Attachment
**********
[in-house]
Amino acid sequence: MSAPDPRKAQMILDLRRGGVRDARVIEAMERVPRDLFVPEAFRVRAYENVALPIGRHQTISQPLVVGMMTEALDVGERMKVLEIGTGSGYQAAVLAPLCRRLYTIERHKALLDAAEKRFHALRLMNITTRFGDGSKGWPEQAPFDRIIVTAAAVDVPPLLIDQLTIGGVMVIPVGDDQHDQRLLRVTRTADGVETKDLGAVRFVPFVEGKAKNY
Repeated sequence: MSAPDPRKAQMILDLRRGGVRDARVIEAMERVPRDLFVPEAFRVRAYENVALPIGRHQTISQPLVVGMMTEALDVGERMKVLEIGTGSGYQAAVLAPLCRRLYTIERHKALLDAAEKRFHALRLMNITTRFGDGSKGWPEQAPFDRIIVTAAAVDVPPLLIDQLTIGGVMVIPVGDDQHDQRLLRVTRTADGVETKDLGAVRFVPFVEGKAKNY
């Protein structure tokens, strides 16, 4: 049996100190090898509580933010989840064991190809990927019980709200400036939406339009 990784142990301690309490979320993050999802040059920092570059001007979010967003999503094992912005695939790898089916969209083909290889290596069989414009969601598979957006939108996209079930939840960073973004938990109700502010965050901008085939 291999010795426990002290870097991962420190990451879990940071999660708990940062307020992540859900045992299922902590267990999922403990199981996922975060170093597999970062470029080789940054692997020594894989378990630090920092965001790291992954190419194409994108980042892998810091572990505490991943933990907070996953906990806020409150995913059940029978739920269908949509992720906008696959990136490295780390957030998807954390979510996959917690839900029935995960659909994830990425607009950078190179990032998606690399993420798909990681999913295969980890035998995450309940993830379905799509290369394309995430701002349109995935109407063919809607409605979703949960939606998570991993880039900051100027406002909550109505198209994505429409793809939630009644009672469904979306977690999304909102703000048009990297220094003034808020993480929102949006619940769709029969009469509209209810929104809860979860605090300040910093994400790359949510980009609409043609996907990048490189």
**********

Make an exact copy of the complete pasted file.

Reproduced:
[in-house]
Amino acid sequence: MSAPDPRKAQMILDLRRGGVRDARVIEAMERVPRDLFVPEAFRVRAYENVALPIGRHQTISQPLVVGMMTEALDVGERMKVLEIGTGSGYQAAVLAPLCRRLYTIERHKALLDAAEKRFHALRLMNITTRFGDGSKGWPEQAPFDRIIVTAAAVDVPPLLIDQLTIGGVMVIPVGDDQHDQRLLRVTRTADGVETKDLGAVRFVPFVEGKAKNY
Repeated sequence: MSAPDPRKAQMILDLRRGGVRDARVIEAMERVPRDLFVPEAFRVRAYENVALPIGRHQTISQPLVVGMMTEALDVGERMKVLEIGTGSGYQAAVLAPLCRRLYTIERHKALLDAAEKRFHALRLMNITTRFGDGSKGWPEQAPFDRIIVTAAAVDVPPLLIDQLTIGGVMVIPVGDDQHDQRLLRVTRTADGVETKDLGAVRFVPFVEGKAKNY
């Protein structure tokens, strides 16, 4: 049996100190090898509580933010989840064991190809990927019980709200400036939406339009 990784142990301690309490979320993050999802040059920092570059001007979010967003999503094992912005695939790898089916969209083909290889290596069989414009969601598979957006939108996209079930939840960073973004938990109700502010965050901008085939 291999010795426990002290870097991962420190990451879990940071999660708990940062307020992540859900045992299922902590267990999922403990199981996922975060170093597999970062470029080789940054692997020594894989378990630090920092965001790291992954190419194409994108980042892998810091572990505490991943933990907070996953906990806020409150995913059940029978739920269908949509992720906008696959990136490295780390957030998807954390979510996959917690839900029935995960659909994830990425607009950078190179990032998606690399993420798909990681999913295969980890035998995450309940993830379905799509290369394309995430701002349109995935109407063919809607409605979703949960939606998570991993880039900051100027406002909550109505198209994505429409793809939630009644009672469904979306977690999304909102703000048009990297220094003034808020993480929102949006619940769709029969009469509209209810929104809860979860605090300040910093994400790359949510980009609409043609996907990048490189």